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swans

Swans & ducks

Wildfowl, or waterfowl, is a general term for birds that live near aquatic environments. They belong to the Order Anseriformes in which the largest Family Anatidae includes over 170 species of birds including ducks, swans and geese. This Order of birds is distributed worldwide, except for the Antarctic region, and habitat areas near lakes, ponds, rivers and streams, swamps and marshes. In general the diet consists of aquatic plants, worms, crustaceans and snails, small fish and fish eggs, insects, berries, and small amphibians such as frogs and newts.

duck walking

For generations the feeding of waterfowl with bread has been a wonderful pastime enjoyed by many, but it can cause problems for the birds. Bread offers little-to-no nutritional benefit, but the birds will readily eat it when it is offered. The problem occurs as the calorific bread fills up the stomach so much that the bird will not forage for their normal natural diet that will give them all the vitamins and minerals they require. In young birds, a reliance on human supplied bread, and other junk food, discourages them to learn to forage for the natural foods they need to be healthy. In both cases this can lead to malnourishment and in severe cases in young birds to a condition called Angel Wing.

There is a place to have a commercial food that will allow families to carry on the pastime of feeding the waterfowl at parks, ponds, and lakes etc. that will be nutritionally beneficial and not harm the birds. According to National Geographic safe food for waterfowl include cucumber, corn, peas, beans, broccoli, beets, squash, alfalfa, tomatoes, aubergine, peeled bananas, seeds, scrambled eggs, and rice. Foods to be avoided as they are harmful include avocados, onions, citrus fruits, chocolate, popcorn and, of course, bread

Brambles Swan and Duck food conforms to recommended guidelines for nutritional requirements, contains added vitamins and minerals, and is also suitable for geese, moorhens, and coots. As it floats you can easily see when the birds have had sufficient.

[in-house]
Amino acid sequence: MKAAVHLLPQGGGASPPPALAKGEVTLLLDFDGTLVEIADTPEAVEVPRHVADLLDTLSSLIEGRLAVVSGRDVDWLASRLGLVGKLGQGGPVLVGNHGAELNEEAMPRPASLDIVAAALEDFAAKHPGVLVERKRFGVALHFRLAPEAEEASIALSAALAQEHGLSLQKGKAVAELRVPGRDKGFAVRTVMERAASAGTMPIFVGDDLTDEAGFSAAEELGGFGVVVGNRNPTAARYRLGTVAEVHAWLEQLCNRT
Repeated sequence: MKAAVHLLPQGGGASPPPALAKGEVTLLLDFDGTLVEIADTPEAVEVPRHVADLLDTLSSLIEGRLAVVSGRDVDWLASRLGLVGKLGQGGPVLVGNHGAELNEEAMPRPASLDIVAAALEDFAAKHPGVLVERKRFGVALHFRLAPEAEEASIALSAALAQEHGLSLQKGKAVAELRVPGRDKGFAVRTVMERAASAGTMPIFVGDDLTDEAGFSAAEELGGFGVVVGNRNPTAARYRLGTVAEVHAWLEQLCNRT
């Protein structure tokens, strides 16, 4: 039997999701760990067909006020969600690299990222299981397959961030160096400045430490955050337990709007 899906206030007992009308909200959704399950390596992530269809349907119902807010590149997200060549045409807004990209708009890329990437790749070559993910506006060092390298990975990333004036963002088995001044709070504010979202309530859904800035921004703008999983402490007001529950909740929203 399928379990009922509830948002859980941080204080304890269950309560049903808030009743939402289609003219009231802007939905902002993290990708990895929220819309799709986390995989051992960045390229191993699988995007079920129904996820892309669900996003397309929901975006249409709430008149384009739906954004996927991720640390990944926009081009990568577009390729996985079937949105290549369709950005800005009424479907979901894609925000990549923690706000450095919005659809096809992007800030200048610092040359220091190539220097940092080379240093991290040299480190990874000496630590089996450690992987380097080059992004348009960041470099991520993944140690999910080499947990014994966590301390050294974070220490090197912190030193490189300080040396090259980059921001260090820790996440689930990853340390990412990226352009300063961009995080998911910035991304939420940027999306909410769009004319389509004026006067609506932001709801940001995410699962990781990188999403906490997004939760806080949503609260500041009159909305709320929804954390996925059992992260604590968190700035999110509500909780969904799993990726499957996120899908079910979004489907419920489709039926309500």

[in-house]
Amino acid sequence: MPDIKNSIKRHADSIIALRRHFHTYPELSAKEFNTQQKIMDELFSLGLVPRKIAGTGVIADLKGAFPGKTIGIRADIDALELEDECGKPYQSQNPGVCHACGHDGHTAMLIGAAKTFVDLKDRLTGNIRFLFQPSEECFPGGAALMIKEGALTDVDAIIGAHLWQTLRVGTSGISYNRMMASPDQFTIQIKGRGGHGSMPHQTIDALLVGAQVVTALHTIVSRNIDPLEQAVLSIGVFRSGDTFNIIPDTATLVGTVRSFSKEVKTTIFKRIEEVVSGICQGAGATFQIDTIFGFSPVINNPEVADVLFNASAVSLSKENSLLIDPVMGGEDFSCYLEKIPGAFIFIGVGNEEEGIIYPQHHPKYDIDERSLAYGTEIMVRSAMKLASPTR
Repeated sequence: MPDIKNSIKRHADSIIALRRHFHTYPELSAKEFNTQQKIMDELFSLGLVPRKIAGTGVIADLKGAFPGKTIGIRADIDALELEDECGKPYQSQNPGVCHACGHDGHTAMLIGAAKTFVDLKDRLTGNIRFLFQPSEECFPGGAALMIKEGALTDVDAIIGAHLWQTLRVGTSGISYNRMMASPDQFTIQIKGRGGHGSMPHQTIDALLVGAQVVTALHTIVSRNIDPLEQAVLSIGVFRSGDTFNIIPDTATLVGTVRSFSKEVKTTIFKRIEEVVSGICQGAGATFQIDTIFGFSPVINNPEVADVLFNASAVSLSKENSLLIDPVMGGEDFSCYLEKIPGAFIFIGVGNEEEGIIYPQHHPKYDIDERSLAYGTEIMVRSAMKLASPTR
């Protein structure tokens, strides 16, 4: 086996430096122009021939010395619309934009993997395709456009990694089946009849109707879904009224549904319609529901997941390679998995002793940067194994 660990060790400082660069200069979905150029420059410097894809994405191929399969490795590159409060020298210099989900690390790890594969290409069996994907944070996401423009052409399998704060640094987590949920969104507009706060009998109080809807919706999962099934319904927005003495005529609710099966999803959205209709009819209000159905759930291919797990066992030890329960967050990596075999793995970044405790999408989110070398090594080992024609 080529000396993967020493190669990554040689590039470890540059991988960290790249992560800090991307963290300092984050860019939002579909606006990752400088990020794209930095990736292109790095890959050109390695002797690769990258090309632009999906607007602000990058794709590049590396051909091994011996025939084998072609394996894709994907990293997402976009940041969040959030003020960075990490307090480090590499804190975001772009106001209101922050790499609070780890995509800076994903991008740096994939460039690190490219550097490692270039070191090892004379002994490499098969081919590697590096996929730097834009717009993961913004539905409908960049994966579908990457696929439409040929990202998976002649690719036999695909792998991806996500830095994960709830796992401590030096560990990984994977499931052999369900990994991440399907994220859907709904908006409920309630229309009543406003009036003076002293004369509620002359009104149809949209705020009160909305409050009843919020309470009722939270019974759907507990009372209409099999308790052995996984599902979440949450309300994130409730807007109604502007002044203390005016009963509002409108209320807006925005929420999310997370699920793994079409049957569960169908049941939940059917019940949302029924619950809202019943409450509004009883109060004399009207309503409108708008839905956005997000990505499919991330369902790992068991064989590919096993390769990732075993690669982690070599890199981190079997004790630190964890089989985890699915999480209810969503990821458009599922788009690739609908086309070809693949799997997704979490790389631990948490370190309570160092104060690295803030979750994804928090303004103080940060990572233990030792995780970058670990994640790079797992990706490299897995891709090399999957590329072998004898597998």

Figure 1
Figure 1

As previously described bread can be a contributing factor in waterfowl getting Angel Wing. Angel Wing is a condition in which the distal portion of wing appears flipped outward. It is caused by excessively rapid growth of feathers in relation to muscle development and as a result growing flight feathers cause excess stress and weight on carpal muscles. This in turn leads to the carpal portion of the wing to hang and twist outwards and prevents the bird from flying (Figure 1).

Possible causes of Angel Wing include:

  • Over feeding &/or excessive calorie intake
  • Genetic factors
  • Excessive growth rate
  • Manganese (or Vitamin E) and vitamin D3 deficiency

It is possible that the high calorie bread discourages natural foraging and thus can cause deficiencies in vitamins and minerals that then lead to Angel Wing in some birds. The condition can be reversed with proper feeding in young birds but once the bird is an adult it cannot be reversed. Although Angel Wing is not life threatening to the bird in a sheltered environment it would be unlikely to survive in the wild.

There can also be problems with bread that is left uneaten as this can attract predators that may be harmful to waterfowl. It can also, if left for long enough, grow mould that if the birds consequently eat can make them very ill. Another issue is one of uneaten bread adding to nutrient build up in the water, especially in closed water such as lakes and ponds. This excess of nutrients in the water can then lead to excess algae growth such as cyanobacteria (blue green algae) and harmful algal blooms that in severe cases depletes oxygen levels to the extent that aquatic plants and animals die out. This process of eutrophication is usually caused using fertilisers and soil run off into water (and human sewage) that leads to high nitrogen and phosphorous levels in the water but there is an argument that bread may contribute to this albeit in a smaller way.

Found a sick, injured, or orphaned bird?

Visit https://directory.helpwildlife.co.uk/ to find your local Rescue whom you can ask advice from.